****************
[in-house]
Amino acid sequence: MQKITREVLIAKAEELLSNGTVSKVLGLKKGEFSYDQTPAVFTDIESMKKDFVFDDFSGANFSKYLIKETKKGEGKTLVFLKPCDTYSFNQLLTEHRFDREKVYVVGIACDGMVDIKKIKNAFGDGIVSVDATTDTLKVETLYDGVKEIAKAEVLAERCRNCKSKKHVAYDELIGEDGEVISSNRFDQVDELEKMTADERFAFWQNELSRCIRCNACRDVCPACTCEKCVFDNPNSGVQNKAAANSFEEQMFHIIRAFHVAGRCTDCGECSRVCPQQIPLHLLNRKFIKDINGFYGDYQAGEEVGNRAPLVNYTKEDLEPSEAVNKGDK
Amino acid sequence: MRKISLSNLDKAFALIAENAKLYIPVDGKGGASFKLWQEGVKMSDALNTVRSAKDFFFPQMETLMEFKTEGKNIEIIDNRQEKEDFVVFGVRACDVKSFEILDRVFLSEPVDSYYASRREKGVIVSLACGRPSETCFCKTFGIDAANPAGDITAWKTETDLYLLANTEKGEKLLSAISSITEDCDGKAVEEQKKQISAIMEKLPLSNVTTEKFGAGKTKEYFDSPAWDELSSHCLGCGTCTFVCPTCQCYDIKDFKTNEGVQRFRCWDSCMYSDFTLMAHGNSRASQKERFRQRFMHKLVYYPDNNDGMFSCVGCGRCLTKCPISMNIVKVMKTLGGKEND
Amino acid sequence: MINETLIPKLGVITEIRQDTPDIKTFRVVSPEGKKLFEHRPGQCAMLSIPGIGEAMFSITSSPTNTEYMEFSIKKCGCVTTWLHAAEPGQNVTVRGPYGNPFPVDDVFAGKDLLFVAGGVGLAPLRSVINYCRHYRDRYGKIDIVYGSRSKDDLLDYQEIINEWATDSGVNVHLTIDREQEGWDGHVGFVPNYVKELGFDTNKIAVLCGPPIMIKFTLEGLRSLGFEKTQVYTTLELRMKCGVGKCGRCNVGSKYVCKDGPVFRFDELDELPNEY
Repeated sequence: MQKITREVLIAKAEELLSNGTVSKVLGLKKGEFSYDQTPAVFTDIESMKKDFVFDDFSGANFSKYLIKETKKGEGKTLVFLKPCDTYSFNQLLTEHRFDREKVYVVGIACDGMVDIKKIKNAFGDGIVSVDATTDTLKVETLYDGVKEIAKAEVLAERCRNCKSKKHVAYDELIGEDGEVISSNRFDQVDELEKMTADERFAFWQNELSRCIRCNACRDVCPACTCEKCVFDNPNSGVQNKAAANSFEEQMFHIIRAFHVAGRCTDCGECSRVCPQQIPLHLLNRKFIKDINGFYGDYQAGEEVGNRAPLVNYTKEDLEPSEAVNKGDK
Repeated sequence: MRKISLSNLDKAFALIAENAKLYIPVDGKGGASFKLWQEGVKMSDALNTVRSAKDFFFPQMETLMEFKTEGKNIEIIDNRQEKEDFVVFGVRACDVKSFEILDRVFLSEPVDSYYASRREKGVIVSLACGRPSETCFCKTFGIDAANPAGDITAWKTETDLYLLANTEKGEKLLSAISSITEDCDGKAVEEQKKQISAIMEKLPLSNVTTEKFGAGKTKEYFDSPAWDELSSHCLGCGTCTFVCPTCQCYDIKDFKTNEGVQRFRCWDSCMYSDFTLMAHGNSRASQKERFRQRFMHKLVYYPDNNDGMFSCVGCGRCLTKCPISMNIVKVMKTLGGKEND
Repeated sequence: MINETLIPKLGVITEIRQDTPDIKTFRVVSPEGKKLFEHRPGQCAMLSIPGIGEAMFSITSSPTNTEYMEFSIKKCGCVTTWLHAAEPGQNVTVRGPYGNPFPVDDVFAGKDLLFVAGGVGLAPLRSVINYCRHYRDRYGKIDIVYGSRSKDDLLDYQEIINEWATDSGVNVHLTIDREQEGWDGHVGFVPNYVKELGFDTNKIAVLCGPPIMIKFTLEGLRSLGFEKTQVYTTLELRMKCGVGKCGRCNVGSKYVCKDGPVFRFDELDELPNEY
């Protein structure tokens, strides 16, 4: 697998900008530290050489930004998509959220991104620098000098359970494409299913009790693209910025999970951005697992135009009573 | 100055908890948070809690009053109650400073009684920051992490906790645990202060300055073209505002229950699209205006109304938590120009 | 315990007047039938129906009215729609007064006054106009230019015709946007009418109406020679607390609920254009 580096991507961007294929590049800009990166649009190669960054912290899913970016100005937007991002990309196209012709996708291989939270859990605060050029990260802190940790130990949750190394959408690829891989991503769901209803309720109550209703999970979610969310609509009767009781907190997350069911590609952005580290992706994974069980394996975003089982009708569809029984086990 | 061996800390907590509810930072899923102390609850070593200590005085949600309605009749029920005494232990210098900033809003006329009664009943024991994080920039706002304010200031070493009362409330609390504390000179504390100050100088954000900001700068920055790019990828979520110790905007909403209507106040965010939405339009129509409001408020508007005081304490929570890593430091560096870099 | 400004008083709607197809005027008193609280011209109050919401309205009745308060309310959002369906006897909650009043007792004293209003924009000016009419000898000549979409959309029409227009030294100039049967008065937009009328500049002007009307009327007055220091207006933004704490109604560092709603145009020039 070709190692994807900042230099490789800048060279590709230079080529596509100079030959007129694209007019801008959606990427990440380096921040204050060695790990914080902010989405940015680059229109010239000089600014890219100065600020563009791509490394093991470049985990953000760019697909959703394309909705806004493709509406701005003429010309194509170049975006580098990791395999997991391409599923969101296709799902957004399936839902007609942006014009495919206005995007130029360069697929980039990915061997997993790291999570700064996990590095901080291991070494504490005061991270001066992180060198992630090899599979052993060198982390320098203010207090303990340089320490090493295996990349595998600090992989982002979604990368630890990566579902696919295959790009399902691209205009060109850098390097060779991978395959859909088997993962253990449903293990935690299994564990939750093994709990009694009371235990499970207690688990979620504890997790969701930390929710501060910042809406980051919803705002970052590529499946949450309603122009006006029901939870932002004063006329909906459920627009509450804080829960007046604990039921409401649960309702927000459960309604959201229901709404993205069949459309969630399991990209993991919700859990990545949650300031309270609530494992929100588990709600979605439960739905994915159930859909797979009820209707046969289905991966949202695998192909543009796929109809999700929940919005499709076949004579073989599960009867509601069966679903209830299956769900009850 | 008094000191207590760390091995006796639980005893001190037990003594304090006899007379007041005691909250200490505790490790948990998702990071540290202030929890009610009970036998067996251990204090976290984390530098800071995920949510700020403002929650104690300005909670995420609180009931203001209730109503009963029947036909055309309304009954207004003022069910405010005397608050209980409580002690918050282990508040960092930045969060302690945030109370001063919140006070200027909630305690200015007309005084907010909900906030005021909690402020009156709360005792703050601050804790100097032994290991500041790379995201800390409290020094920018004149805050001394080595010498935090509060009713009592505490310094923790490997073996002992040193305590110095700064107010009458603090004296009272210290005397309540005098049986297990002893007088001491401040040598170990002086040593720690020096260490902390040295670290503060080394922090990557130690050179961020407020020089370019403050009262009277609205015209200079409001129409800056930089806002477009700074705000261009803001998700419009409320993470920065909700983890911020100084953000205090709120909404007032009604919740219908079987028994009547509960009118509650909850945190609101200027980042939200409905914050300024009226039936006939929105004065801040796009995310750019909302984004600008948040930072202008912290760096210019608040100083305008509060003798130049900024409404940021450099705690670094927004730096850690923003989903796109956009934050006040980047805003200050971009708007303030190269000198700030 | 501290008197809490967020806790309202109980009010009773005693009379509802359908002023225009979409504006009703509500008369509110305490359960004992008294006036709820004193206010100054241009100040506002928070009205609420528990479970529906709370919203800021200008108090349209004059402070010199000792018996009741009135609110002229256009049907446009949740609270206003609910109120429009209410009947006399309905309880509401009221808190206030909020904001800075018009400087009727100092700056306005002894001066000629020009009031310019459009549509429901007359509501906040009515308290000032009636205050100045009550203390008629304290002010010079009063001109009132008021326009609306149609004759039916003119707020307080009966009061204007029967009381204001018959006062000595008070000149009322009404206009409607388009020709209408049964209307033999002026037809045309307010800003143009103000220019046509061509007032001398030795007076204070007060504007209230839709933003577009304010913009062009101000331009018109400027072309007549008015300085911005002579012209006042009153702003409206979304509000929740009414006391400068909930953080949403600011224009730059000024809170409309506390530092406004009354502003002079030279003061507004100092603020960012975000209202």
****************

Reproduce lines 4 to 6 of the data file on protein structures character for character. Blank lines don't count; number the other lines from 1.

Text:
Amino acid sequence: MINETLIPKLGVITEIRQDTPDIKTFRVVSPEGKKLFEHRPGQCAMLSIPGIGEAMFSITSSPTNTEYMEFSIKKCGCVTTWLHAAEPGQNVTVRGPYGNPFPVDDVFAGKDLLFVAGGVGLAPLRSVINYCRHYRDRYGKIDIVYGSRSKDDLLDYQEIINEWATDSGVNVHLTIDREQEGWDGHVGFVPNYVKELGFDTNKIAVLCGPPIMIKFTLEGLRSLGFEKTQVYTTLELRMKCGVGKCGRCNVGSKYVCKDGPVFRFDELDELPNEY
Repeated sequence: MQKITREVLIAKAEELLSNGTVSKVLGLKKGEFSYDQTPAVFTDIESMKKDFVFDDFSGANFSKYLIKETKKGEGKTLVFLKPCDTYSFNQLLTEHRFDREKVYVVGIACDGMVDIKKIKNAFGDGIVSVDATTDTLKVETLYDGVKEIAKAEVLAERCRNCKSKKHVAYDELIGEDGEVISSNRFDQVDELEKMTADERFAFWQNELSRCIRCNACRDVCPACTCEKCVFDNPNSGVQNKAAANSFEEQMFHIIRAFHVAGRCTDCGECSRVCPQQIPLHLLNRKFIKDINGFYGDYQAGEEVGNRAPLVNYTKEDLEPSEAVNKGDK
Repeated sequence: MRKISLSNLDKAFALIAENAKLYIPVDGKGGASFKLWQEGVKMSDALNTVRSAKDFFFPQMETLMEFKTEGKNIEIIDNRQEKEDFVVFGVRACDVKSFEILDRVFLSEPVDSYYASRREKGVIVSLACGRPSETCFCKTFGIDAANPAGDITAWKTETDLYLLANTEKGEKLLSAISSITEDCDGKAVEEQKKQISAIMEKLPLSNVTTEKFGAGKTKEYFDSPAWDELSSHCLGCGTCTFVCPTCQCYDIKDFKTNEGVQRFRCWDSCMYSDFTLMAHGNSRASQKERFRQRFMHKLVYYPDNNDGMFSCVGCGRCLTKCPISMNIVKVMKTLGGKEND